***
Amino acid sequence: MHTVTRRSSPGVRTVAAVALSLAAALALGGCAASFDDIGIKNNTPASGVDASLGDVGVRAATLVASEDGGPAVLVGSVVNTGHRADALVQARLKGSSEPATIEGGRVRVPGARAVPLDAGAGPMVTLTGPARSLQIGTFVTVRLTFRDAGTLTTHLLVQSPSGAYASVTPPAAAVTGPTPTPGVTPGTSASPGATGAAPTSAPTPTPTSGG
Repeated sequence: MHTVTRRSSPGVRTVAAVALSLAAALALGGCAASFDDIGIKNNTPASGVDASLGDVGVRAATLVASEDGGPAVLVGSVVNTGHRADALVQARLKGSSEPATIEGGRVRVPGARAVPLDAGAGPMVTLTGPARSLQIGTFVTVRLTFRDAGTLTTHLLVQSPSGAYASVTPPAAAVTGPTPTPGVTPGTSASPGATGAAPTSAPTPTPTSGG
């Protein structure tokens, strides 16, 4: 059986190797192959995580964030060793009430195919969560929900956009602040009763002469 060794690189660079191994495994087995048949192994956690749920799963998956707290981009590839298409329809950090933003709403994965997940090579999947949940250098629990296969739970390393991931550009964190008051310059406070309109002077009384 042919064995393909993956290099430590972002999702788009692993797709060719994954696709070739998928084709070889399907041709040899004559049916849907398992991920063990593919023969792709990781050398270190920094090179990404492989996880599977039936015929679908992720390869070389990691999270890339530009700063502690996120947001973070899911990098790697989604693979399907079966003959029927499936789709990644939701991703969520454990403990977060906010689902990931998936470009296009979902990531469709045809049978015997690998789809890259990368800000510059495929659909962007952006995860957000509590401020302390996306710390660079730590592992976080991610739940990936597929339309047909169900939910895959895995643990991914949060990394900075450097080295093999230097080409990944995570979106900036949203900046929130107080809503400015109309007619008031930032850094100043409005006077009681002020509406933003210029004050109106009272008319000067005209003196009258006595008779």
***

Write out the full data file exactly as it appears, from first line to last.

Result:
Amino acid sequence: MHTVTRRSSPGVRTVAAVALSLAAALALGGCAASFDDIGIKNNTPASGVDASLGDVGVRAATLVASEDGGPAVLVGSVVNTGHRADALVQARLKGSSEPATIEGGRVRVPGARAVPLDAGAGPMVTLTGPARSLQIGTFVTVRLTFRDAGTLTTHLLVQSPSGAYASVTPPAAAVTGPTPTPGVTPGTSASPGATGAAPTSAPTPTPTSGG
Repeated sequence: MHTVTRRSSPGVRTVAAVALSLAAALALGGCAASFDDIGIKNNTPASGVDASLGDVGVRAATLVASEDGGPAVLVGSVVNTGHRADALVQARLKGSSEPATIEGGRVRVPGARAVPLDAGAGPMVTLTGPARSLQIGTFVTVRLTFRDAGTLTTHLLVQSPSGAYASVTPPAAAVTGPTPTPGVTPGTSASPGATGAAPTSAPTPTPTSGG
């Protein structure tokens, strides 16, 4: 059986190797192959995580964030060793009430195919969560929900956009602040009763002469 060794690189660079191994495994087995048949192994956690749920799963998956707290981009590839298409329809950090933003709403994965997940090579999947949940250098629990296969739970390393991931550009964190008051310059406070309109002077009384 042919064995393909993956290099430590972002999702788009692993797709060719994954696709070739998928084709070889399907041709040899004559049916849907398992991920063990593919023969792709990781050398270190920094090179990404492989996880599977039936015929679908992720390869070389990691999270890339530009700063502690996120947001973070899911990098790697989604693979399907079966003959029927499936789709990644939701991703969520454990403990977060906010689902990931998936470009296009979902990531469709045809049978015997690998789809890259990368800000510059495929659909962007952006995860957000509590401020302390996306710390660079730590592992976080991610739940990936597929339309047909169900939910895959895995643990991914949060990394900075450097080295093999230097080409990944995570979106900036949203900046929130107080809503400015109309007619008031930032850094100043409005006077009681002020509406933003210029004050109106009272008319000067005209003196009258006595008779």